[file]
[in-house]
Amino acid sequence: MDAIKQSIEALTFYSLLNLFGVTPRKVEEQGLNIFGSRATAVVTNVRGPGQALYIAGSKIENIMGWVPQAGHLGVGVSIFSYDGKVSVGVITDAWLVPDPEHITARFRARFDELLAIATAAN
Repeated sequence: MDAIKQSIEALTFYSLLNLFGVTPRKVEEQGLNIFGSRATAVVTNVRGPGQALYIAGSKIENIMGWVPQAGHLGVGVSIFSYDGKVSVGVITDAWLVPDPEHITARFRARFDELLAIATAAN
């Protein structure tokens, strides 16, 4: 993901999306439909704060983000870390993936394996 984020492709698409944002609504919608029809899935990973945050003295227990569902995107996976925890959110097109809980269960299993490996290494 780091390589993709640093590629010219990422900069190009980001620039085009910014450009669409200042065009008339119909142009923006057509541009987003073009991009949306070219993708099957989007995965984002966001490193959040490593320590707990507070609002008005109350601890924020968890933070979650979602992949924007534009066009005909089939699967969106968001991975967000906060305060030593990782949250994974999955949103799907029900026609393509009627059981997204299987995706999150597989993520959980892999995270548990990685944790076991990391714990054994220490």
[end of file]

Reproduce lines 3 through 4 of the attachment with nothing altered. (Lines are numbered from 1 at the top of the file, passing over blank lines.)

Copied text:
Repeated sequence: MDAIKQSIEALTFYSLLNLFGVTPRKVEEQGLNIFGSRATAVVTNVRGPGQALYIAGSKIENIMGWVPQAGHLGVGVSIFSYDGKVSVGVITDAWLVPDPEHITARFRARFDELLAIATAAN
């Protein structure tokens, strides 16, 4: 993901999306439909704060983000870390993936394996 984020492709698409944002609504919608029809899935990973945050003295227990569902995107996976925890959110097109809980269960299993490996290494 780091390589993709640093590629010219990422900069190009980001620039085009910014450009669409200042065009008339119909142009923006057509541009987003073009991009949306070219993708099957989007995965984002966001490193959040490593320590707990507070609002008005109350601890924020968890933070979650979602992949924007534009066009005909089939699967969106968001991975967000906060305060030593990782949250994974999955949103799907029900026609393509009627059981997204299987995706999150597989993520959980892999995270548990990685944790076991990391714990054994220490």